ClampArt is proud to present “Henry Horenstein | Honky Tonk: Portraits of Country Music.” The exhibition coincides with the release of the artist’s monograph of the same title from W.W. Norton & Company (Hardcover, 120 illus., 10.25 x 10 inches, $50), which includes a foreword by Eddie Stubbs, one of the two regular announcers for the long-running Grand Ole Opry on WSM radio.
Concentrating on the 1970s, but spanning to the present day, Horenstein’s gritty, black-and-white photographs capture the irrepressible spirit of an American institution. Some say the 1970s were the last great decade of country music—between the pomade, plaid jackets, and goofy hillbilly jokes of the 1950s and the more polished “Urban Cowboy” sound of Nashville in the early 1980s. Horenstein’s work captures it all, from the roadside seediness of TJ’s Lounge to the backstage glamour at the Grand Ole Opry. From bluegrass festivals and country music parks to the honky tonks and dance halls, these images picture such celebrities as Dolly Parton, Jerry Lee Lewis, Waylon Jennings, up to a recent cardboard cut-out of Garth Brooks (which speaks volumes about the artist’s personal opinion of the direction the genre has taken of late). However, the photographs feature not only the stars, but also include the familiar venues and enthusiastic fans who sustain them.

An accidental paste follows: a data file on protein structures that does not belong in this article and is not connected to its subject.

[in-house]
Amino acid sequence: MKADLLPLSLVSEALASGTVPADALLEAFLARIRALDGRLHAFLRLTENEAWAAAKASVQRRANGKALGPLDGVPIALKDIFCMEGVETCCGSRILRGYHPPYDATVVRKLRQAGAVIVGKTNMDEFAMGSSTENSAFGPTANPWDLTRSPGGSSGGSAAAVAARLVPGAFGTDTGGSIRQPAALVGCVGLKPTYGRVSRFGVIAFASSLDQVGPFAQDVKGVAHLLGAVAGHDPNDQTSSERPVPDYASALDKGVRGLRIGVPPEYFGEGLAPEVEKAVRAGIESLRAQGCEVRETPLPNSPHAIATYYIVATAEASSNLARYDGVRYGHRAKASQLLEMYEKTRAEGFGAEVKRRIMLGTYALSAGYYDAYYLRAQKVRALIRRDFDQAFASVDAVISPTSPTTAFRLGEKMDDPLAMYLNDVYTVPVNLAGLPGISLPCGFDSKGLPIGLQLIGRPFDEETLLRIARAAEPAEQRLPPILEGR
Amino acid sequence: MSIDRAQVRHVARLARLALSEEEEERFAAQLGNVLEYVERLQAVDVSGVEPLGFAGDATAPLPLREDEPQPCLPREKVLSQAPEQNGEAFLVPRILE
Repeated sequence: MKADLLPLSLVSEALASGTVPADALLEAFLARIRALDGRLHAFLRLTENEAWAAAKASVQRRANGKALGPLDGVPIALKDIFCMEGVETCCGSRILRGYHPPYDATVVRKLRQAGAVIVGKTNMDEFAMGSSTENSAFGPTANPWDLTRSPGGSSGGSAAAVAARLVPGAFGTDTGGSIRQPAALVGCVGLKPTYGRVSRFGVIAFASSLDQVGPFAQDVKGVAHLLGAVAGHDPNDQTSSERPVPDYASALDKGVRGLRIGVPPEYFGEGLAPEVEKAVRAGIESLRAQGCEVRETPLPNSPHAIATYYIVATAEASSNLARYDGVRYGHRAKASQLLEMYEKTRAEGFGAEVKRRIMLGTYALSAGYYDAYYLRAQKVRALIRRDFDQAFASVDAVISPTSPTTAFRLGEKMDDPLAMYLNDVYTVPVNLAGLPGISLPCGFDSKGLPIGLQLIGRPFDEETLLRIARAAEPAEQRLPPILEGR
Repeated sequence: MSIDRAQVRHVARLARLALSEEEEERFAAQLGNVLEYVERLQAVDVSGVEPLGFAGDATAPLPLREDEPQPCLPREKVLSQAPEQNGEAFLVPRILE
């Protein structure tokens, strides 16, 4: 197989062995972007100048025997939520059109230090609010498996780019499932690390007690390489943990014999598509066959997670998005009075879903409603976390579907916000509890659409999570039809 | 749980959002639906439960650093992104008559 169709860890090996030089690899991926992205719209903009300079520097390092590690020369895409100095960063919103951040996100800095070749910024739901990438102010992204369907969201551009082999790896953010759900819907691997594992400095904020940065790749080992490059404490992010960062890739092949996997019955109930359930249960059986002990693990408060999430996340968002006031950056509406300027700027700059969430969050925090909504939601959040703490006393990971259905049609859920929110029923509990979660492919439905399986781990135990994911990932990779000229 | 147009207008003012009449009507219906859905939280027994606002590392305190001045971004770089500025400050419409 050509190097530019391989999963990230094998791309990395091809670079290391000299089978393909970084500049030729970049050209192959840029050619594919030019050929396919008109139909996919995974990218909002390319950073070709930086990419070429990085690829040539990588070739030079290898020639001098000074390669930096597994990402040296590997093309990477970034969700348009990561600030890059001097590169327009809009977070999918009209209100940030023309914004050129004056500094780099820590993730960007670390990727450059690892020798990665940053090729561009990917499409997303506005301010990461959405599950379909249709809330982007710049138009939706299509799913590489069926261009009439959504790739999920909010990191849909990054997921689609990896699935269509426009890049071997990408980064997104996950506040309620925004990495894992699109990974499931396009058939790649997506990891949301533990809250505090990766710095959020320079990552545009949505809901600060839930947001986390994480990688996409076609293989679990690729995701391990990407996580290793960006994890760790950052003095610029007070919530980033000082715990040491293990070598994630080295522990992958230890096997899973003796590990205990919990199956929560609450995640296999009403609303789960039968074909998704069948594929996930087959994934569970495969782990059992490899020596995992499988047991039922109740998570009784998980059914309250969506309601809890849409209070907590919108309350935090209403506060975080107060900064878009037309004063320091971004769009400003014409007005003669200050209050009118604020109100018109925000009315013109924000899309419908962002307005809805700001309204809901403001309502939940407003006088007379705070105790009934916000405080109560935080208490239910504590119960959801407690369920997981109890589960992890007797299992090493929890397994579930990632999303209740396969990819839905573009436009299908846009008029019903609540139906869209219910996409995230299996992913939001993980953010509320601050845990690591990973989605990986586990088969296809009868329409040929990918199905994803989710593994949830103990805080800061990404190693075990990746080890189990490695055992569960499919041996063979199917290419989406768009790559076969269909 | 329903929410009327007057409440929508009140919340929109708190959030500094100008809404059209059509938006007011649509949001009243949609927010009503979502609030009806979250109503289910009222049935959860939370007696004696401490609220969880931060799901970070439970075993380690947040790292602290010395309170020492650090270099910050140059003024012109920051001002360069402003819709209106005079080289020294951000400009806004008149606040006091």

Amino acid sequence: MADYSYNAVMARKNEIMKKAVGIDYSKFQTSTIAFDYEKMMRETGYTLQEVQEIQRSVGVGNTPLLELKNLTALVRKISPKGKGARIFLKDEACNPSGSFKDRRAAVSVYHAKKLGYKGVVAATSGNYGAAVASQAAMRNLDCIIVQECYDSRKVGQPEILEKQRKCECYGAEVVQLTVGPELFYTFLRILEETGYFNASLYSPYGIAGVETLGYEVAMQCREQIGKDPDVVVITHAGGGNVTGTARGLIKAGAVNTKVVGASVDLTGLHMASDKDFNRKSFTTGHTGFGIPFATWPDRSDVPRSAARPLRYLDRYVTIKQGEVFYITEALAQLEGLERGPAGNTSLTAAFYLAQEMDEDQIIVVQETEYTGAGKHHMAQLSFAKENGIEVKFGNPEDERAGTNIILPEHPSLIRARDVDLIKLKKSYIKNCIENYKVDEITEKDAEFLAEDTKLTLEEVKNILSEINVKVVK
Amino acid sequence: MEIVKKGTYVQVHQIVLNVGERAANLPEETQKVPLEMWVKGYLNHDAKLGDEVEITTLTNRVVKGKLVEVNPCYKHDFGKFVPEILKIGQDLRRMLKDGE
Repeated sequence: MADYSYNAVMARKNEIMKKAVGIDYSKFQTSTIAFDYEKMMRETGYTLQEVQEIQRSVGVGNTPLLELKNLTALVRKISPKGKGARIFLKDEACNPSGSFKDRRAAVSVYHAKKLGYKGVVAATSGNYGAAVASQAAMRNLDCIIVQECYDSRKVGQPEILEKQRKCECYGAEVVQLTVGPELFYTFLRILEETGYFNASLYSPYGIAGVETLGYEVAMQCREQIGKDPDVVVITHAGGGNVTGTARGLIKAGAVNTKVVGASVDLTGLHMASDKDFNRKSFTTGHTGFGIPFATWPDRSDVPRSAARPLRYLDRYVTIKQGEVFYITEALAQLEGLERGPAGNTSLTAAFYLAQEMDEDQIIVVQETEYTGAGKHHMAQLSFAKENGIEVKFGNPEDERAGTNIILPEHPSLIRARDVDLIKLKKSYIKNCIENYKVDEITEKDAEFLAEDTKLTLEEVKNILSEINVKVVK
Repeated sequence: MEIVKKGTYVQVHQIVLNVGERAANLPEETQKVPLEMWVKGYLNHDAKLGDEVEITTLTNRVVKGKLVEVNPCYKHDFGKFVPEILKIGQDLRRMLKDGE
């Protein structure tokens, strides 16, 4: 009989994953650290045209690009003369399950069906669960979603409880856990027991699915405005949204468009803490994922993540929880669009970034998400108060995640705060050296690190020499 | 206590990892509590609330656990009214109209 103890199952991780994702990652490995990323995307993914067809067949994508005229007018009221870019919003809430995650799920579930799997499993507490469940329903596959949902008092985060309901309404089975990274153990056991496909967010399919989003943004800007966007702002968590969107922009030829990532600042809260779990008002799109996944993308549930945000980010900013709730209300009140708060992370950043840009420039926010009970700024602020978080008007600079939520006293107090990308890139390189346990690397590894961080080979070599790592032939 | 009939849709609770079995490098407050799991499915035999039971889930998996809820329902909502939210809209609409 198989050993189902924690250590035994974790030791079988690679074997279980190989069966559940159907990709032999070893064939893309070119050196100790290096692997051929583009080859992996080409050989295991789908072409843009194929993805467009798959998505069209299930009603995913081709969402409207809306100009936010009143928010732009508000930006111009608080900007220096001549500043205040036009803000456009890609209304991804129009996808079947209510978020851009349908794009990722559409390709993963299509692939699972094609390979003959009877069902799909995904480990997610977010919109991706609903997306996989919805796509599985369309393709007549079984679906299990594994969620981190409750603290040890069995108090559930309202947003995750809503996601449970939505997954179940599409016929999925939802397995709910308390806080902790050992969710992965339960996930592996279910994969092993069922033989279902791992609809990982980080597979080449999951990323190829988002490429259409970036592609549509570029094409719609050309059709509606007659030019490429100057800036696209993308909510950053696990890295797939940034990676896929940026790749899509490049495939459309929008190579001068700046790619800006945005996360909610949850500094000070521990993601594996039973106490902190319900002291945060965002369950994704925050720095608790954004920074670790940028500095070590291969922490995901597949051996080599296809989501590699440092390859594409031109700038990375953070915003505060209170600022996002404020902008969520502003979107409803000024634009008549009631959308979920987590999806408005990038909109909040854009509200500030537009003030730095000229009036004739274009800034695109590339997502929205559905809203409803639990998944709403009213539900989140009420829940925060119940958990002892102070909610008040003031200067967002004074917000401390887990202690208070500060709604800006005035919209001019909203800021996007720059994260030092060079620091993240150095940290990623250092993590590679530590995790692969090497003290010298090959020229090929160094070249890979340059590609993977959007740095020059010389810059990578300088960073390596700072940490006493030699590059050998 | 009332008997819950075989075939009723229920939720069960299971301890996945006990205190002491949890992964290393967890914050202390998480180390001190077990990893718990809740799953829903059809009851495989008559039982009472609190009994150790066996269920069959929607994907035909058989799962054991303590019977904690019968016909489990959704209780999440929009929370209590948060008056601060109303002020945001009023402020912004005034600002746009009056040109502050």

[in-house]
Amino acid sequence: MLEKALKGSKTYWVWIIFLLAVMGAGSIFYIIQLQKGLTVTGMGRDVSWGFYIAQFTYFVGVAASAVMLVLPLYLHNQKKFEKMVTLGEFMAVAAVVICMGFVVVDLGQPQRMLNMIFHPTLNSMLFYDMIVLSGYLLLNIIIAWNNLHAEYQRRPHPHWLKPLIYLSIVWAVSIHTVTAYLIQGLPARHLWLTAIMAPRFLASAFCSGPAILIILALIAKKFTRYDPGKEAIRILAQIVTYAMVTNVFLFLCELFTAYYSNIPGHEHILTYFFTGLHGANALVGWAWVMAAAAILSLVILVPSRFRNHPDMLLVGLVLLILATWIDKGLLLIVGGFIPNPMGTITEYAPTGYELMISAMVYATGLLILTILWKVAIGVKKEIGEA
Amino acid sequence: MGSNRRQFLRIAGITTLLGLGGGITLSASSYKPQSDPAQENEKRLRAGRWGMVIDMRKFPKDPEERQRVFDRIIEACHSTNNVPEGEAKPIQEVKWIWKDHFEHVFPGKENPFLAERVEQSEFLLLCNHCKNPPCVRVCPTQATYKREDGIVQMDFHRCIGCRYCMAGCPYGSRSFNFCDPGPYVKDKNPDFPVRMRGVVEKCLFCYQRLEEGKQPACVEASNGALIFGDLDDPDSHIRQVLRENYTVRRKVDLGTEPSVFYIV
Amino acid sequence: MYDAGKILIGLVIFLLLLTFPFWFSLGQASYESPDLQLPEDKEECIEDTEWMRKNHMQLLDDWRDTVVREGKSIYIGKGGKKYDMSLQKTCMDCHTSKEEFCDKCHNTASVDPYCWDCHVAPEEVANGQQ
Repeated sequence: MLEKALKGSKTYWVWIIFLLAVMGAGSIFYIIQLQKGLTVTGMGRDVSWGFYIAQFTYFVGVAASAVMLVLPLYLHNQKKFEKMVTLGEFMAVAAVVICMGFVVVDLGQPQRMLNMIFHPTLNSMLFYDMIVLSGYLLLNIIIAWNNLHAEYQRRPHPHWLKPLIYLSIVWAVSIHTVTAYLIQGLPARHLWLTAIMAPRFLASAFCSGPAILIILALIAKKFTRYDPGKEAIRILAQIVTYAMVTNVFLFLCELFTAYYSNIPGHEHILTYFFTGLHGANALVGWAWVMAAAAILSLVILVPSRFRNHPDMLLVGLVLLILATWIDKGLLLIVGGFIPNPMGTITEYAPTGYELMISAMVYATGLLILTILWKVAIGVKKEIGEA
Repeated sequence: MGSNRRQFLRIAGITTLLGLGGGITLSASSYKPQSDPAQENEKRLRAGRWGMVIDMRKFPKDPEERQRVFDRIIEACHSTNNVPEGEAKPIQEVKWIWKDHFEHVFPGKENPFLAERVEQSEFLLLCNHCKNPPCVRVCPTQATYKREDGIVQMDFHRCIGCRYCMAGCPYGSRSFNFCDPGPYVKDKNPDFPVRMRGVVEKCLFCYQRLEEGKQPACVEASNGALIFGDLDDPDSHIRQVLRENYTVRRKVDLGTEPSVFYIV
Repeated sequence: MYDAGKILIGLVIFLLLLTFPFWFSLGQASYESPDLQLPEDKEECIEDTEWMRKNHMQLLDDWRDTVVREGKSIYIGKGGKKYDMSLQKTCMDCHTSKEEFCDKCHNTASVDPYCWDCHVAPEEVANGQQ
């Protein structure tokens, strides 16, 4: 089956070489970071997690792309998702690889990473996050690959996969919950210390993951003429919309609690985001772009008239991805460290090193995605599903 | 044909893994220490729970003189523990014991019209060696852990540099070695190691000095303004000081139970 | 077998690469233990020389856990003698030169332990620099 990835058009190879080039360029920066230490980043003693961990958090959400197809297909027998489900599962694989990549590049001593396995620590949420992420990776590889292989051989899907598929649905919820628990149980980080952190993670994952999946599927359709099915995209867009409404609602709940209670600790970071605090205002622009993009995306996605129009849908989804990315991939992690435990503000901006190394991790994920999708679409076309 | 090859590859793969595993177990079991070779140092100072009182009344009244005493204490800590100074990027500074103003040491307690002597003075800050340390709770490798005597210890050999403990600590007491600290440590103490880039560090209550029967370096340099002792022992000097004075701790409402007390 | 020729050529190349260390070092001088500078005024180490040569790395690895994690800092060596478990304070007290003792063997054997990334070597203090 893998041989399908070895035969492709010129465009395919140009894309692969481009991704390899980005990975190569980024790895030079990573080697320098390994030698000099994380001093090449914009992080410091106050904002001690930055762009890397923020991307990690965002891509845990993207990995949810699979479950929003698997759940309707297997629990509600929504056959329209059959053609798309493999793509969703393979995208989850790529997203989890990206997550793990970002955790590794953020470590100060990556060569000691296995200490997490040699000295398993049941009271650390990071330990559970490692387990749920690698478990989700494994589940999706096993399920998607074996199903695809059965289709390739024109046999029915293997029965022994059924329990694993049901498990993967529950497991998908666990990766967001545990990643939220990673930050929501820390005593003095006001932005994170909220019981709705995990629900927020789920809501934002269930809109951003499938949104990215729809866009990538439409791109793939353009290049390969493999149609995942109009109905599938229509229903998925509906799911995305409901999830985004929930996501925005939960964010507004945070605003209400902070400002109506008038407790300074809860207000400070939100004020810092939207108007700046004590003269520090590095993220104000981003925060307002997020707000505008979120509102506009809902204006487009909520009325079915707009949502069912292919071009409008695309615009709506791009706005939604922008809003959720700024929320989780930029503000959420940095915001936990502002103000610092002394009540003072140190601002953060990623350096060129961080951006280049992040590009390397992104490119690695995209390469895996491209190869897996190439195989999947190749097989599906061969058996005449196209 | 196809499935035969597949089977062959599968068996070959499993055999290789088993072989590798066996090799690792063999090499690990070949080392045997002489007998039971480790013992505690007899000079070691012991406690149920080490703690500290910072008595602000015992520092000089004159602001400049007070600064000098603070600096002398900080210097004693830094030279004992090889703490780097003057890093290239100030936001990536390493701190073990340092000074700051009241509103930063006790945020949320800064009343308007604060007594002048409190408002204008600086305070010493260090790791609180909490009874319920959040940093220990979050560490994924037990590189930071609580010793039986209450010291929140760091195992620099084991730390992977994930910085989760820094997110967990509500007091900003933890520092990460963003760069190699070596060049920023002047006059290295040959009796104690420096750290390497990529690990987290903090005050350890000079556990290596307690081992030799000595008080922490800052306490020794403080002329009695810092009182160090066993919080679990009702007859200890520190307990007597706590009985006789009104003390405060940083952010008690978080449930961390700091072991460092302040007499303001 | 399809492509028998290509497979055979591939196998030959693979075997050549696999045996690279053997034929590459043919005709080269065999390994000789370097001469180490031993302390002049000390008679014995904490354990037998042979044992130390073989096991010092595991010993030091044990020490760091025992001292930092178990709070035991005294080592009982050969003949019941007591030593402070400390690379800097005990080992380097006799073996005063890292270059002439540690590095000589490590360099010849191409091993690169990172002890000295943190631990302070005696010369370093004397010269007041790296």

Henry Horenstein is the author of more than thirty books to date. His work is represented in the collections of a long list of public institutions including the Museum of Fine Arts, Boston; the Museum of Fine Arts, Houston; the Museum of Art, Princeton University, New Jersey; the High Museum, Atlanta; the Fogg Museum of Art, Cambridge, Massachusetts; and the George Eastman House, Rochester, New York. He is a professor at the Rhode Island School of Design, and resides in Boston.